Domestic debt targeted

As well as providing remedies for household debt relief, strong counter measures also should be adopted, he said, in cases where indebtedness resulted from the behaviour of unscrupulous credit providers. This had become a major problem in SA.

Parliamentarians were told that over-indebtedness had worsened with the slowdown in economic growth and ever-increasing joblessness. Some 40% of the 24m credit card consumers had currently an “impaired record”, which was defined currently as three or more months in arrears or were listed with a credit bureau or who had been subject to a court judgement or administration order.

Causes

Consumer over-indebtedness resulting from prejudicial behaviour by unscrupulous credit providers, he said, was a further major problem, followed by borrowers borrowing more to redeem debt with no checks being carried out by lenders.

In outlining DTI plans, Netshitenzhe said that proposals may have to be provided to alleviate or support those in debt for reasons to be defined and the State therefore would no doubt need to establish a fund reserved for debt relief interventions to either partially or fully pay off the debt of qualifying consumers dependant on their circumstances.

Credit checks

Who qualified for relief of any kind and how to define the circumstances was the next big issue coming under debate. He added that it was DTI’s view that the possibility had to arise whereby credit providers should provide debt relief to over-indebted consumers who have already paid “a significant portion” of their debt. This whole concept had to be fleshed out, he inferred.

At that stage, Opposition members welcomed the propositions in general but were deeply concerned, as were many parties, that the very offer of forgiveness of debt might provide encouragement of reckless borrowing or spending. They wanted to see strong counter measures in the form of affordability assessments when credit was granted.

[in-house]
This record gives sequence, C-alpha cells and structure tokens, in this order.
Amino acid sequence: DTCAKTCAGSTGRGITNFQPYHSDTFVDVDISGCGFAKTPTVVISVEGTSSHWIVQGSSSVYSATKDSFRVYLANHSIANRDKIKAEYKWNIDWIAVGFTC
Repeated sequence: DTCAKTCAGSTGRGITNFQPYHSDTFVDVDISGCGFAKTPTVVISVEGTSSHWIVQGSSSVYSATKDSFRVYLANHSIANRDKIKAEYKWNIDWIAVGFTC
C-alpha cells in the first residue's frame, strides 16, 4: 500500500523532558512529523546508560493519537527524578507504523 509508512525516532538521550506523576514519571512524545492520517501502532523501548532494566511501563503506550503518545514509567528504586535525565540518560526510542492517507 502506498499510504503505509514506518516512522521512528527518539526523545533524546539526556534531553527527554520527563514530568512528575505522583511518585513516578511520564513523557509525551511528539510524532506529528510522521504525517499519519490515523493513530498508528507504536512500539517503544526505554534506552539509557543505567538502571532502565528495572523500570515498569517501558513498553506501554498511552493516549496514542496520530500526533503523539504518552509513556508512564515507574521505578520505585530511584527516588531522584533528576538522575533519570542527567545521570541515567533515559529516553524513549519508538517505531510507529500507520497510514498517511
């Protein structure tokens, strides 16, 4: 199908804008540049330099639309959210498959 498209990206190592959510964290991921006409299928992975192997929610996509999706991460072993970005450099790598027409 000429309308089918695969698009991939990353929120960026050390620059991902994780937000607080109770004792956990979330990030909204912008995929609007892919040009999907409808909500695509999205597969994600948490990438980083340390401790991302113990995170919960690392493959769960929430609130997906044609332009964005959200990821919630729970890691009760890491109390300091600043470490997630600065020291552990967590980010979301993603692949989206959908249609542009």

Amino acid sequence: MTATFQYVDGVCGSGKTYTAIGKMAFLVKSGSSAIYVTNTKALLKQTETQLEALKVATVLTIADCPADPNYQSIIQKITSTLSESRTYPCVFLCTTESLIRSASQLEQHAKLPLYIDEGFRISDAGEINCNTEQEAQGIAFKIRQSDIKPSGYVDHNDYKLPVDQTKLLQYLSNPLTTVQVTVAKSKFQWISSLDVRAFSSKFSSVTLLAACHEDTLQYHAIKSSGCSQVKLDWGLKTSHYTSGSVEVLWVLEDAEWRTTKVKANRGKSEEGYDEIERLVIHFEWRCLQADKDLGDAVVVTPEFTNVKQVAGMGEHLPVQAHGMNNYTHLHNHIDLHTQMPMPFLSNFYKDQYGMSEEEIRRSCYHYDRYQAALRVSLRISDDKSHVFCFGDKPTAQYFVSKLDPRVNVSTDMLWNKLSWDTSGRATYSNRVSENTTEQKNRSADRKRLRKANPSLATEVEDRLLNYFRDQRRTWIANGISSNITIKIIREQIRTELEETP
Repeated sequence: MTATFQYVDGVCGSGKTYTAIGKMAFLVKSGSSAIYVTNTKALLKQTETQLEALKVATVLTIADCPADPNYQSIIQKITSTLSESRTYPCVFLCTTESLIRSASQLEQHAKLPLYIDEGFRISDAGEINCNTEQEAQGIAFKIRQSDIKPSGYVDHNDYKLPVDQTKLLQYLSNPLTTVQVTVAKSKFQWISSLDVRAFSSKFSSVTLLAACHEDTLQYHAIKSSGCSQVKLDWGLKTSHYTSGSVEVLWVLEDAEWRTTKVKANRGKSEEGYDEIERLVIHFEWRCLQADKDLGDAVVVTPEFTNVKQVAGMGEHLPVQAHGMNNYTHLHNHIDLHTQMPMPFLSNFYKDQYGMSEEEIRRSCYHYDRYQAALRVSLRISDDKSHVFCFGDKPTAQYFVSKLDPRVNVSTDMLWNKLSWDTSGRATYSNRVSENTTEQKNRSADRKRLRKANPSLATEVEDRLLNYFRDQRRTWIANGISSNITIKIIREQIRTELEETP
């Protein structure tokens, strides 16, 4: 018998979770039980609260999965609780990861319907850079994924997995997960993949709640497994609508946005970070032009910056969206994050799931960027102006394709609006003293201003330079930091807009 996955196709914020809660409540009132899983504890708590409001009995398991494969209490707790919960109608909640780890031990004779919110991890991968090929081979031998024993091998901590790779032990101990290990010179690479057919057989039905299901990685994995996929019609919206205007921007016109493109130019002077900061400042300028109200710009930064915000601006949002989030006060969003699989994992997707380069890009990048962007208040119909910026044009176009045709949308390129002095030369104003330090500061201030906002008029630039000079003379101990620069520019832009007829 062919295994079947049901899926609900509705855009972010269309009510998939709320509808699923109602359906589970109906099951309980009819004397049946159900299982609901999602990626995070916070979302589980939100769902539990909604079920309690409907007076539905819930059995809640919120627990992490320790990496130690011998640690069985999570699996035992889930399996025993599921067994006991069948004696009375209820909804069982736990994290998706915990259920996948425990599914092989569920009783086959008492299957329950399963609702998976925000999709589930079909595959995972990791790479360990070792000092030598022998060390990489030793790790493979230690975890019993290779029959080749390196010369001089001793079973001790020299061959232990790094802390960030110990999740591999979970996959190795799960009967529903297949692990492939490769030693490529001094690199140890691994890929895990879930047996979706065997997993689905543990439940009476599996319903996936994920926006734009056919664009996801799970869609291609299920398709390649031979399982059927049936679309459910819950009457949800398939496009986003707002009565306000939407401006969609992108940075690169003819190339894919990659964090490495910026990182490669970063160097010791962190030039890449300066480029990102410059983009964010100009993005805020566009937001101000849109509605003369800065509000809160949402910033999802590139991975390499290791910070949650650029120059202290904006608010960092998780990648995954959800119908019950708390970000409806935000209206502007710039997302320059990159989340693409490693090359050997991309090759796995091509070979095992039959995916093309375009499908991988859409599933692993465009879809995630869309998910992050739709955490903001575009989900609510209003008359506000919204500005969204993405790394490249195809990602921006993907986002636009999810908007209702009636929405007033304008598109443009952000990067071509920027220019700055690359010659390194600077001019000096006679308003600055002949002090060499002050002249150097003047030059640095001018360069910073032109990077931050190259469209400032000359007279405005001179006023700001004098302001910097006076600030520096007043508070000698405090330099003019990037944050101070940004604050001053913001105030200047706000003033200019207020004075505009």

National Treasury

In a follow-up meeting led again by Chair Joan Fubbs with National Treasury (NT), MPs were told by Katherine Gibson, Senior Adviser for Market Conduct at Treasury (who also handles Twin Peaks regulatory measures) that in economic terms, further research was needed to determine the impact of possible debt relief packages which as an outcome, she said, could heavily impact on retailers and microlenders.

Treasury, she said, had previously introduced a debt amnesty to assist poor and indebted consumers and they also were considering many options including ‘extinguishing’ some or all of debt to help people get a fresh start. “However, the underlying principle that if a person can pay, he or she should pay is adopted at Treasury in all considerations”, she said.

Early days

Ms Gibson told MPs that such research was essential since the impact of any kind of debt relief packages was likely to affect retailers and microlenders which could have a knock-on effect of further inability for consumers to access credit. This would, in turn, cause further “worst case scenarios” pushing the more desperate creditor into the hands of illegal

operators. In all considerations, protecting the poor and focusing on the poor was paramount, she said.

In her briefing, she noted that whilst the new requirement that registration of credit providers applied to only those granting credit of over R500,000 or at least 100 agreements, reckless lending was playing a large role in the deterioration of household debt.

Overload

Ms Gibson said it also concerned Treasury that a great number of credit providers had provided credit to already totally over-indebted consumers and had failed to conduct affordability assessments. To this end government, through the Treasury, had appointed a service provider (consultant?) to investigate all EAOs issued to public sector employees.

The service provider had tested the EAOs against various parameters and the credit provider involved was asked to withdraw the arrangements if certain criteria could not be met.

Overhaul

The next phase, said Ms Gibson, was to check on the types and details on EOUs that were currently being applied. It had been noted in discussion with paymasters in government service that employees with the largest level of exposure had instalment values ranging between R1 200 and R6 500.